[quote author=whiteoctave link=board=3;threadid=714;start=0#6881 date=1064532076]<br />Episcope:<br />luci, as you so rightly observed, is in the dative; you, also rightly, noted that it could hence mean "for the light". However, as I am sure you know, it could, being dative, mean "to the light" and, with a verb of striving towards an indirect object (thus not in the accusative), the ad+acc can be swapped for the "to..." usage of the dative.<br /><br />In response to your question, I am shocked that you could think I would be a professor - that is light years away from my ability. I am soon (in just over a week) to begin as a Cambridge undergraduate, however, yes.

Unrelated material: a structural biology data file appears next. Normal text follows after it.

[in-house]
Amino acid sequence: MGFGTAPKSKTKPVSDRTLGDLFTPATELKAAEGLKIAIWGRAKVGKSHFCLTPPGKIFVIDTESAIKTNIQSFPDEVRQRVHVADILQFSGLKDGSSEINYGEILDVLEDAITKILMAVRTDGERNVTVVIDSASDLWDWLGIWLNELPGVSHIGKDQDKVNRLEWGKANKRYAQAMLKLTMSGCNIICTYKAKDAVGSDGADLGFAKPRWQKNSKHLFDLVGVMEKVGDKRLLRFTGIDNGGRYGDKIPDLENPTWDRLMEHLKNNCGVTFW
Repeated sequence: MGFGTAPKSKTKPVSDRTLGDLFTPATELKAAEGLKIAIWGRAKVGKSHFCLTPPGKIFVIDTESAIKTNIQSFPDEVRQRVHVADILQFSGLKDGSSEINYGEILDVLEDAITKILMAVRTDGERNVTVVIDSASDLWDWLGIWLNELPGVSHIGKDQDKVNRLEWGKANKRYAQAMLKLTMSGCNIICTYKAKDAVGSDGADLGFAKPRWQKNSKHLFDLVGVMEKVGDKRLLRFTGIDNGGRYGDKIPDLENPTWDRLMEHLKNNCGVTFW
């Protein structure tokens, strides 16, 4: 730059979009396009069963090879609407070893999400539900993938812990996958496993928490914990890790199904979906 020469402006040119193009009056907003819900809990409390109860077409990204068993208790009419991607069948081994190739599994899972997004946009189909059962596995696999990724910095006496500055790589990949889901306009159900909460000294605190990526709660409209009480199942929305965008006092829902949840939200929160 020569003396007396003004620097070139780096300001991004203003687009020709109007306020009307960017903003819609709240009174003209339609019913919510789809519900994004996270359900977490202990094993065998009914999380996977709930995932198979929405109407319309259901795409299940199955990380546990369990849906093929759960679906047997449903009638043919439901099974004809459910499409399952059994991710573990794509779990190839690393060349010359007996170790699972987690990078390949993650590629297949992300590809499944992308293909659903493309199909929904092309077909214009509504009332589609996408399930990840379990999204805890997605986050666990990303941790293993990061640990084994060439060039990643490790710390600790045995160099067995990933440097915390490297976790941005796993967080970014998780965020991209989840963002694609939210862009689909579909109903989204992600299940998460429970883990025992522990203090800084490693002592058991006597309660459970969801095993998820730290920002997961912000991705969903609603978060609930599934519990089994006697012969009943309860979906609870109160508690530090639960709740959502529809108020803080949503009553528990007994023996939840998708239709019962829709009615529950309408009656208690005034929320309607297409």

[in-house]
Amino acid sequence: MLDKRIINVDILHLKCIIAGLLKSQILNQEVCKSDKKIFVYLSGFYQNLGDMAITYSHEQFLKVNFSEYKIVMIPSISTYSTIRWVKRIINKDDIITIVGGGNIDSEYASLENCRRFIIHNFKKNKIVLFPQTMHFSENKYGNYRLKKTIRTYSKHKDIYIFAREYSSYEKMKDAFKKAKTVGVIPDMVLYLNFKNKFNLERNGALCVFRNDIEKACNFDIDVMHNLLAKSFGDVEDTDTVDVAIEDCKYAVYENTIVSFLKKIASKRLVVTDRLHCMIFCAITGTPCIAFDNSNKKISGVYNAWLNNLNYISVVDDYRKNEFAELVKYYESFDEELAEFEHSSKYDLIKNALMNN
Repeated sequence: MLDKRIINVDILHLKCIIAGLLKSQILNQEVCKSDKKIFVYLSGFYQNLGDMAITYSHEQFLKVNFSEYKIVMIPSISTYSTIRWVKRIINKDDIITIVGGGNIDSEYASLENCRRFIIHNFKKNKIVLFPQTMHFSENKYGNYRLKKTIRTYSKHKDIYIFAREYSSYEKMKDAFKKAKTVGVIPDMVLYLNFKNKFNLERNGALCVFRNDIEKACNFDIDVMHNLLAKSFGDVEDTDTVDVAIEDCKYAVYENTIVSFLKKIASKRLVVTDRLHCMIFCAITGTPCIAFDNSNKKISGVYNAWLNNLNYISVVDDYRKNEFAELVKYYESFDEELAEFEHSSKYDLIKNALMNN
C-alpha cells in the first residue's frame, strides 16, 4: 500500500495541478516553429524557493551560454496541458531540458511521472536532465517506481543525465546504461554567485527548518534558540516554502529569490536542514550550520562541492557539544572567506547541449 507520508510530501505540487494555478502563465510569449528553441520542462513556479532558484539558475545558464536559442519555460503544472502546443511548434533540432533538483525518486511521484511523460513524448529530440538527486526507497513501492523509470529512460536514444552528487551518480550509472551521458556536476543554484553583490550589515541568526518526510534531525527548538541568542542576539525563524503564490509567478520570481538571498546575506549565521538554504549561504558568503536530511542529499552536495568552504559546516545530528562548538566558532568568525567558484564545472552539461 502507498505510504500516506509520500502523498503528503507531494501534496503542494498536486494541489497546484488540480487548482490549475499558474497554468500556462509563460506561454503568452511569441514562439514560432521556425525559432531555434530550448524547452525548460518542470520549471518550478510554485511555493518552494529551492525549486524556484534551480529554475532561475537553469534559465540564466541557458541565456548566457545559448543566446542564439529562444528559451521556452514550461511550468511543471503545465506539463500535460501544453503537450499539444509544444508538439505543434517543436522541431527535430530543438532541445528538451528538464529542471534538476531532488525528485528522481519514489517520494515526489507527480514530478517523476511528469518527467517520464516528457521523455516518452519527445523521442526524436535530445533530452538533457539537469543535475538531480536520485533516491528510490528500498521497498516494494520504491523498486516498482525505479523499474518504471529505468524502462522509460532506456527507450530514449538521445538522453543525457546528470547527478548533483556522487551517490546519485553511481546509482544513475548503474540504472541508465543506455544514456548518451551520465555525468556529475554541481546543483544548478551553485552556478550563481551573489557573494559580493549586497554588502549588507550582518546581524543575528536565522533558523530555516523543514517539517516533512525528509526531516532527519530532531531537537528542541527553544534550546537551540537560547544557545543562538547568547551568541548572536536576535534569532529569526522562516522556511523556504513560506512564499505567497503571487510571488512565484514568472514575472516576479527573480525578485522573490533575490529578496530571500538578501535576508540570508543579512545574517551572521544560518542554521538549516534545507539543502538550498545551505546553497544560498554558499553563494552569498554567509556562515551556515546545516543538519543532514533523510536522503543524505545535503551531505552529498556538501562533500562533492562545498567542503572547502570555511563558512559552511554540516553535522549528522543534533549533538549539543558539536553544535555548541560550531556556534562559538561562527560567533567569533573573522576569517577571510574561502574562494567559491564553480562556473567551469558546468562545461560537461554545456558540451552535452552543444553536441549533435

<br /><br />~dave<br />[/quote]<br /><br />Nice one
<br />Do I have the right verb here? peto, petere, petivi, petitus - aim for, attack; make for, go to...<br /><br />It doesn't say anywhere that peto takes the dative (like nocere, persuadere etc.) but with which verbs can one write an indirect object instead of ad+acc. In just those of aiming? Or perhaps hastening? So could "ad urbem properavi" perhaps be "urbi properavi"? <br /><br />The form would in the 1st declension be the same as the locative...<br />"Romae petite" - could that be done? <br /><br />Well I am a beginner so date mihi tempus
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